Goodell: Suspensions the solution for reducing dangerous hits

NEW ORLEANS - Commissioner Roger Goodell held his "State of the NFL" address Friday at the Ernest N. Morial Convention Center, and while nothing earth-shaking came from the nearly hour-long session, there were a few interesting tidbits.

Starting with the topic most relevant to the Ravens, Goodell responded to players' displeasure with how the league is being policed and penalties for dangerous hits.

Baltimore safeties Ed Reed and Bernard Pollard both have been outspoken about the NFL fining defensive players. And both have incurred significant fines this season, as well.

The league tried to suspend Reed for repeated high hits to opposing players, but the one-game ban was lifted on appeal and replaced with a $50,000 fine. Goodell believes suspending players for such infractions is the answer.

"This is something that we have seen, an escalation in the discipline, because we are trying to take these techniques out of the game," Goodell said. "I think it was about four years ago at this very press conference, I said, 'We have to take these hits out of the game that we think have a higher risk of causing injuries.' The focus was on defenseless players, and I stand by our record because I think we have made those changes and made the game safer.

"I think we're going to have to continue to see discipline escalate, particularly on repeat offenders. It's not just the player, the defenseless player, that's being protected - it's the person doing the striking. We see in the injury rates that the defenseless player and the defensive back are having a higher injury rate. Taking these hits out of the game can be positive.

"The most effective way of doing that, and I'm not for it because we want to see all of our players on the field, is when they are repeat offenders and they are involved with these dangerous techniques, that we're going to have to take them off the field.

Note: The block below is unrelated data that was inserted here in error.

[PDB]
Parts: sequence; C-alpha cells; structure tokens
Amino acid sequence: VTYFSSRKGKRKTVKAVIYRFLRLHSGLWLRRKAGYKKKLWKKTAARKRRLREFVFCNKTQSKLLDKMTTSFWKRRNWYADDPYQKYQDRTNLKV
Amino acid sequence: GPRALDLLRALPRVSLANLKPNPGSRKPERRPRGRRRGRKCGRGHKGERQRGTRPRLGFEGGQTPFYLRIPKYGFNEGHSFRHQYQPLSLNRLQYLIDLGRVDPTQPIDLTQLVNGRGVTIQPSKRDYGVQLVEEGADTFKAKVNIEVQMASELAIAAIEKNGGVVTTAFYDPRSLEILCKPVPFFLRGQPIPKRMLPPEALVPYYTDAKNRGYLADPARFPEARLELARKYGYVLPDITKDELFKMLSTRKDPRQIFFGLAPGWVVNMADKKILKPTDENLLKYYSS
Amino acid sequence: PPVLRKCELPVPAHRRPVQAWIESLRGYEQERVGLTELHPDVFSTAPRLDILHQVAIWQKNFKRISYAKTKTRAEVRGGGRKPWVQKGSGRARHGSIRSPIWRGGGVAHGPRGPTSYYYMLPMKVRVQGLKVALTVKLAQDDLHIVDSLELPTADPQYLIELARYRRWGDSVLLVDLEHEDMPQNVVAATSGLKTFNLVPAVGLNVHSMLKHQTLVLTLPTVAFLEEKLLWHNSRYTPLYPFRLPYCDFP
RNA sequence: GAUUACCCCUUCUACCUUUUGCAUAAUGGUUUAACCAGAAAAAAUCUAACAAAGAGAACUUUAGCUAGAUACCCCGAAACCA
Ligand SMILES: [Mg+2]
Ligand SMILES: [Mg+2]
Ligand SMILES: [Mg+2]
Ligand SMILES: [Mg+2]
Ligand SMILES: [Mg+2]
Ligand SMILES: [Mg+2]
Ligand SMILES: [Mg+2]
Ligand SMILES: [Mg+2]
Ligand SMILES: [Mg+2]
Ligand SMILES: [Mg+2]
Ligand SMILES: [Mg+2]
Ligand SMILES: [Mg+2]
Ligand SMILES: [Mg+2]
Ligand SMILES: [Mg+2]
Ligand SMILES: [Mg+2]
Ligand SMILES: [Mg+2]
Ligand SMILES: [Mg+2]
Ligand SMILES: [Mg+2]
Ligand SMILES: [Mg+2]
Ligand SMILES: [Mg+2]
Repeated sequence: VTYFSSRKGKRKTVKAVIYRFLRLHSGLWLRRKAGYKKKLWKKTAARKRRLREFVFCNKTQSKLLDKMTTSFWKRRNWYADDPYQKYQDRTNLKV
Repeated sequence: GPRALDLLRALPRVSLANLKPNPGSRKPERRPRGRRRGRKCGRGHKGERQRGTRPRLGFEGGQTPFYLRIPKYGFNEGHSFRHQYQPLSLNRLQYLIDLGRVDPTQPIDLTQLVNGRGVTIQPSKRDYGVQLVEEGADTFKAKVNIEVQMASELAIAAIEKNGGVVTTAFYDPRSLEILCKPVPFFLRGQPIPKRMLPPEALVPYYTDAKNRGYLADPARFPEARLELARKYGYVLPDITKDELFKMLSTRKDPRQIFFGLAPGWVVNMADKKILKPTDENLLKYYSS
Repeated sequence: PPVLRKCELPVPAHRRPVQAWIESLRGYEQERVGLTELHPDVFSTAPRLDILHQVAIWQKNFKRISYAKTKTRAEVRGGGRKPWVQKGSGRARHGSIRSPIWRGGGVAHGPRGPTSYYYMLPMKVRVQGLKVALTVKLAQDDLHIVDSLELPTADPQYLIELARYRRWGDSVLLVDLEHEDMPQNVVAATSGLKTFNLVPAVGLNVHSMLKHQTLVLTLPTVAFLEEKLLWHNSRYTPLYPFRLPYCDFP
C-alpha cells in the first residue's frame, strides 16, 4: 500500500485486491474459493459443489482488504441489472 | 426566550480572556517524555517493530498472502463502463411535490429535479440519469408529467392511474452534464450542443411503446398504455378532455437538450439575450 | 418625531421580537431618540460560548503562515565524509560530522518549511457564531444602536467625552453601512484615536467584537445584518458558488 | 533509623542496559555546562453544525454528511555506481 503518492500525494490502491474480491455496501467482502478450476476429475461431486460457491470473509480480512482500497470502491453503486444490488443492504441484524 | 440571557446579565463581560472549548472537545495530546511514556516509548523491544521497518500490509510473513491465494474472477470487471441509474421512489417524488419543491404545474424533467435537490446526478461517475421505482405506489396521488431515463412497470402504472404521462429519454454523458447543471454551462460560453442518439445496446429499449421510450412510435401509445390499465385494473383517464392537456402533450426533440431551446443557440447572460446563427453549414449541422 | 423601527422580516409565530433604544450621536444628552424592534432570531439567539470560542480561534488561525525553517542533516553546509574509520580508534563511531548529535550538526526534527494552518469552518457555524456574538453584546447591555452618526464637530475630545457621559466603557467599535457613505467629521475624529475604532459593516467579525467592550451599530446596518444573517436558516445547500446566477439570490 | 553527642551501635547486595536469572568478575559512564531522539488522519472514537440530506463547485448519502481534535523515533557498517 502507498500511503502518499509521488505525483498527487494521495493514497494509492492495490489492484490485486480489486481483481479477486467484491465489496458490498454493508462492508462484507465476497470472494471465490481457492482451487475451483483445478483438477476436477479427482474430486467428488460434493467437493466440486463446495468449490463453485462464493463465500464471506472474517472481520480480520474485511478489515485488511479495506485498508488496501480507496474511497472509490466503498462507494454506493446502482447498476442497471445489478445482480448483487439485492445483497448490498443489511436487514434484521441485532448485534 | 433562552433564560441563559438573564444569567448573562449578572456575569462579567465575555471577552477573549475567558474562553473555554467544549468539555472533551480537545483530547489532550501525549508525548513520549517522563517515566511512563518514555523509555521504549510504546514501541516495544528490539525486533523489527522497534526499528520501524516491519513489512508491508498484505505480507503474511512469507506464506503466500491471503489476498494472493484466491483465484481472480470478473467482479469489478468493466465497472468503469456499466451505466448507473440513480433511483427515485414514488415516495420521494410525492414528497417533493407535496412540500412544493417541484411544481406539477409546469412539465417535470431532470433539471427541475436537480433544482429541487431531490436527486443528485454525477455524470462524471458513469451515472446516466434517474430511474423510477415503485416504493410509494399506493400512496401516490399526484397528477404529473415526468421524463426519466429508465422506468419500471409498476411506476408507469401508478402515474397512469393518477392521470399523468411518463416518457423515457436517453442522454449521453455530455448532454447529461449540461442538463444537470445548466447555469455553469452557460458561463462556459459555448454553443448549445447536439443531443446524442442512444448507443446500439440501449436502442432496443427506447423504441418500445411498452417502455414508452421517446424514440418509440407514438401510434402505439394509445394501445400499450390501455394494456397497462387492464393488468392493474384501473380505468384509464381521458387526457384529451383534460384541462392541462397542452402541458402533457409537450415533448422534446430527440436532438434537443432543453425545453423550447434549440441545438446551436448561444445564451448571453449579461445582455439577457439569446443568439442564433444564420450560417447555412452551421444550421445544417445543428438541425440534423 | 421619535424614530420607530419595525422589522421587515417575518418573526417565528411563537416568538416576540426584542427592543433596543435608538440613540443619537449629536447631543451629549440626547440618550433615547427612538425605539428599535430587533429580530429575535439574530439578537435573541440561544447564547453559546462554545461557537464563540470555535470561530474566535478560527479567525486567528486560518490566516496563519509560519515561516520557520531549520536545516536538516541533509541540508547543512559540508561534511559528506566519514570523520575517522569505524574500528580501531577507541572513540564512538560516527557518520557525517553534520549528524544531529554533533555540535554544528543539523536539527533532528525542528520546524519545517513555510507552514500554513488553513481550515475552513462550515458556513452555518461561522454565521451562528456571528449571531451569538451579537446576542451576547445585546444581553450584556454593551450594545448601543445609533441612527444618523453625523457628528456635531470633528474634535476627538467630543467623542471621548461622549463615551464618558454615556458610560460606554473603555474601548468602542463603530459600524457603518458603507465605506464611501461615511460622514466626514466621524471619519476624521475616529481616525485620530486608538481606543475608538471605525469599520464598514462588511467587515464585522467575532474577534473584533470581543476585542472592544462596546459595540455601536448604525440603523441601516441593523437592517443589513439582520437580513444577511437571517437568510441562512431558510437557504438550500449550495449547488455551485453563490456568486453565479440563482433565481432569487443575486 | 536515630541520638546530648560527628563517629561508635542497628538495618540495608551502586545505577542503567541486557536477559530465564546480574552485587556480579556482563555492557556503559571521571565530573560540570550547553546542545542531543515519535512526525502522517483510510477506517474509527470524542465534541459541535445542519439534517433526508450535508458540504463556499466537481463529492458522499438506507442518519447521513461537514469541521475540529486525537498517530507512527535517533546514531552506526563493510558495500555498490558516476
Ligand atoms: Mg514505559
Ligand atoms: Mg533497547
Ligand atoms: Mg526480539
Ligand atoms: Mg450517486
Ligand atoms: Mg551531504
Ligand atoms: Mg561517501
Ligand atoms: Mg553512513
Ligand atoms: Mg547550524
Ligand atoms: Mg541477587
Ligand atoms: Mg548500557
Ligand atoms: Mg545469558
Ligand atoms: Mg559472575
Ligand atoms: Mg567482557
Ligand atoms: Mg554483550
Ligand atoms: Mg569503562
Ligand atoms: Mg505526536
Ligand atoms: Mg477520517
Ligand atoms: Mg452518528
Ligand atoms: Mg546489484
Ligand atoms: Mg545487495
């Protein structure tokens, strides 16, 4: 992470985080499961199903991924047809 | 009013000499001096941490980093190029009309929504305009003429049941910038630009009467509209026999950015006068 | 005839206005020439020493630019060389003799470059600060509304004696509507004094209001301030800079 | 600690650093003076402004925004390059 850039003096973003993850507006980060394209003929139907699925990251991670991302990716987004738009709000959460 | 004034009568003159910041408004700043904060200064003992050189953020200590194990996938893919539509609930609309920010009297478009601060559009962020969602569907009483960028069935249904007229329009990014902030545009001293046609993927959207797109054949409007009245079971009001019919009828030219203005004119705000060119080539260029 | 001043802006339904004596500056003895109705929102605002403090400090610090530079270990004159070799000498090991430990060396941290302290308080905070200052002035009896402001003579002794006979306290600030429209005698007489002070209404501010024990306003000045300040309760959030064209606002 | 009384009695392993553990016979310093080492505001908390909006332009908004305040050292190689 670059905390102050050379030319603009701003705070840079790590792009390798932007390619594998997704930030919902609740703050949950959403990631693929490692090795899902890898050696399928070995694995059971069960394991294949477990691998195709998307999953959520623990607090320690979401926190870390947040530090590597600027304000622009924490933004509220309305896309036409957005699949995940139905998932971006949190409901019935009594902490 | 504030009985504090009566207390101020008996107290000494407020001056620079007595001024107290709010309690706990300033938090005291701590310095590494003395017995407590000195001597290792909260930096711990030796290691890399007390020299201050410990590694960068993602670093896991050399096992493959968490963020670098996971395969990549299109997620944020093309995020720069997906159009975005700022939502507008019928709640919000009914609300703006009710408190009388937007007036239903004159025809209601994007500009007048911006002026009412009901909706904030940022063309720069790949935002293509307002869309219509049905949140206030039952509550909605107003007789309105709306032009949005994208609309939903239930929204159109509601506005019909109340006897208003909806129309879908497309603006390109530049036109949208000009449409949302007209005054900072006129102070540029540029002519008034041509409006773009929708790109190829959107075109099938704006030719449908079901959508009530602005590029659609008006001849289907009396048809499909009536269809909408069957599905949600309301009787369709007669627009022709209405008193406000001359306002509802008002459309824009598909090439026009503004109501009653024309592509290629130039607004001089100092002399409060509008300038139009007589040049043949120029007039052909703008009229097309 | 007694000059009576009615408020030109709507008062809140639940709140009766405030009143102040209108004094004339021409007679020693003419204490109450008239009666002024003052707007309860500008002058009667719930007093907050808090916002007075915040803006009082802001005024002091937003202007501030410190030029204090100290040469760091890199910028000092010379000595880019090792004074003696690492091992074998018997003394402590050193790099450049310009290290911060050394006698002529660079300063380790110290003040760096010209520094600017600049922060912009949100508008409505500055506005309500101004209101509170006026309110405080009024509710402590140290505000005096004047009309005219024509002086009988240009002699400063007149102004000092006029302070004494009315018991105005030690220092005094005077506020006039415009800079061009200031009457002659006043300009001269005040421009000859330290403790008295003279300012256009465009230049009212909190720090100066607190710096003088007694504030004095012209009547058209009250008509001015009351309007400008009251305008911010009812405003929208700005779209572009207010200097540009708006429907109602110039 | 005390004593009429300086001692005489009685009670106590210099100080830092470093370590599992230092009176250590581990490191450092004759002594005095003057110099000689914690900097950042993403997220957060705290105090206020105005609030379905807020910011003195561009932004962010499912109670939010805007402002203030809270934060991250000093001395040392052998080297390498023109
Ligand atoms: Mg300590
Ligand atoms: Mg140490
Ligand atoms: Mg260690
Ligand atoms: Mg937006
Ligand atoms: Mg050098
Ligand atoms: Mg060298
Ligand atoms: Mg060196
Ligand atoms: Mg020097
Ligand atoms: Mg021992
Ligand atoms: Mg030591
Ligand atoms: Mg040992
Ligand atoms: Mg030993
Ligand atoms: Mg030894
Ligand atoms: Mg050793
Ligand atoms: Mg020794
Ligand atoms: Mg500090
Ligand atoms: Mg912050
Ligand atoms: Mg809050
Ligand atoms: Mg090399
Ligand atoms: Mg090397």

"Suspension gets through to them. It gets through on the basis that they don't want to let their teammates down, and they want to be on the field. We want to see them on the field. We're going to continue to emphasize the importance of following those rules. When there are violations, we will escalate the discipline."

Another topic relevant to the Ravens is the future of the Rooney Rule, which requires NFL teams to interview minority candidates for upper-level leadership positions.

Offensive coordinator Jim Caldwell, the former Indianapolis Colts head coach, didn't receive a single interview despite eight head coaching openings this offseason. In fact, no African American candidates were hired to fill any of the posts.

Goodell said he envisions the Rooney Rule evolving to address such concerns.

"First, the Rooney Rule has been very effective over the last decade, but we have to look to see what the next generation of the Rooney Rule is," he said. "What's going to take us to another level? We're committed to finding that answer. That's going to have to come from conversations with a lot of people in this league to find out exactly what can be most effective in allowing our talent to excel.

"We want to make sure we have the best people in the best possible positions, and give everybody the opportunity to do that. We want to focus on how do we get to a Rooney Rule, or an extension of the Rooney Rule, or a new generation of the Rooney Rule, that will allow us to do that. There was full compliance with the Rooney Rule. There were, in fact, I believe, a record number of interviews.

"But we didn't have the outcomes that we wanted, and the outcomes are to make sure that we have full diversity throughout our coaching ranks, throughout our executive ranks, and throughout the league office. It's very important to the success of the league to do that, and we're committed to finding those solutions."

Goodell discussed one more Ravens-related topic: the future of human growth hormone testing in the NFL.

Linebacker Ray Lewis was accused of purchasing a product containing the banned substance IGF-1 to help him return from his torn triceps. The performance-enhancing effects of IGF-1 are reportedly similar to HGH.

The league and players' union agreed to HGH testing in the last collective bargaining agreement, but it has yet to be implemented.

"I believe that HGH testing is going to happen prior to the 2013 NFL season," Goodell said. "It's the right thing to do for the players, for their health and well-being long-term. It's the right thing to do for the integrity of the game. It's also the right thing to do to send the right message to everybody else in sports. You don't have to play the game by taking performance-enhancing drugs.

"The science is there. There is no question about that. Baseball, Olympics, everyone believes that the science is there and are utilizing the tests, so we need to get to that agreement."